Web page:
A gastrostomy is a passage created surgically from the stomach to the exterior of the abdomen. A tube is inserted so individuals can be fed directly into the stomach, bypassing the mouth and oesophagus. There are a variety of different feeding tubes available and the type of tube inserted will be patient specific. The passage is created under general anaesthetic.
Post operatively the wound site may ooze and appear swollen and red, however this should settle within a few days. The skin around the gastrostomy site should be cleaned daily with cool boiled water. Care of the tube varies depending on the type of tube inserted
- A PEG tube e.g. Freka™/CorFlo™ is held in place internally by a plastic disc and externally by a fixing plate. This should not be moved for the first 6 weeks after the tube is first inserted but after can be released/tightened for comfort (eg if the abdomen is bloated) and will need to be readjusted weekly to prevent the plastic disc from becoming stuck in the stomach lining.
- A button e.g. Mic-key™/ Mini™ is held in place internally by a small balloon sitting in the stomach. This tube only requires gentle cleaning around the site and the tube should be rotated a few weeks post insertion to avoid granulation and pressure areas. The water in the balloon is replaced regularly.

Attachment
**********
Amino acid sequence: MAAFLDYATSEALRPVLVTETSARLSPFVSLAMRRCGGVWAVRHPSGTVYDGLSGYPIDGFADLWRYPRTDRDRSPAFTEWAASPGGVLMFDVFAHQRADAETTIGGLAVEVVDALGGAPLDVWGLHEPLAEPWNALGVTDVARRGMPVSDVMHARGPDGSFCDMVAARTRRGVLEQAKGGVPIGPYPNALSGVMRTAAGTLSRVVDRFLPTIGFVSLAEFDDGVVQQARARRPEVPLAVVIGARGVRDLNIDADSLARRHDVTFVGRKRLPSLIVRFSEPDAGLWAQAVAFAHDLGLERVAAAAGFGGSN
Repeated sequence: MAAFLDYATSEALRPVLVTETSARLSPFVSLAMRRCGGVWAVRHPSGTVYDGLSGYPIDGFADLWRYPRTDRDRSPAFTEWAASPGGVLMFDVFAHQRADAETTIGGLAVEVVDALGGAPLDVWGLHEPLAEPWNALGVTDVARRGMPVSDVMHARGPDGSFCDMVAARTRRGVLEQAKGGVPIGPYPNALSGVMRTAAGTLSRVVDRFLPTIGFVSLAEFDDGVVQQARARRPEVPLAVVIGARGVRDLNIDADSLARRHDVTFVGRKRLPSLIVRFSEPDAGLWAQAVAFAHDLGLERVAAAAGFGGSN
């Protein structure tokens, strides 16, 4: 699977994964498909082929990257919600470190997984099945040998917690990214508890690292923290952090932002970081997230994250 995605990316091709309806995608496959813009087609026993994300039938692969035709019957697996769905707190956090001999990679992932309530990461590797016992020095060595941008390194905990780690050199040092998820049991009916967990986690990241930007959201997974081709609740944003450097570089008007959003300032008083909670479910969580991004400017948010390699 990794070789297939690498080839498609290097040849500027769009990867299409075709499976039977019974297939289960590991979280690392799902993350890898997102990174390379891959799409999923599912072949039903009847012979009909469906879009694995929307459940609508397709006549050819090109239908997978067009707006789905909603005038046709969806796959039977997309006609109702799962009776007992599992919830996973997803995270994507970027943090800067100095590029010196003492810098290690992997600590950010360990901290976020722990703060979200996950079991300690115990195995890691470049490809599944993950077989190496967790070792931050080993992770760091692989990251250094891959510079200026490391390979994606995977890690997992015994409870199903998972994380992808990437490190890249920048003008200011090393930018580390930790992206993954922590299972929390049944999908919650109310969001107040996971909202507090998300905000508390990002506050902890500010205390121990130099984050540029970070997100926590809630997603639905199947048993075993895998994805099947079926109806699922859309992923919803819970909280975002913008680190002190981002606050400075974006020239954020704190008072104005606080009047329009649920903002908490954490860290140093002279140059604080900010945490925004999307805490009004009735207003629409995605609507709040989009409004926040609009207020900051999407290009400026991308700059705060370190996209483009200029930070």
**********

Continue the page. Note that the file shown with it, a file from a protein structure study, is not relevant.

- There are other less common tubes which have a different internal and external appearance. These may have extensions into the small bowel or different ways of being held in place internally e.g. PEG-J™/ Mic-J™/Mic G™/ Malecot®.
Look out for signs of persistent redness, swelling, granulated tissue around the site, pain around the site or when using the tube, discharge from the site or leaking of gastric contents. If any of these occur, or the tube is displaced, medical attention is required.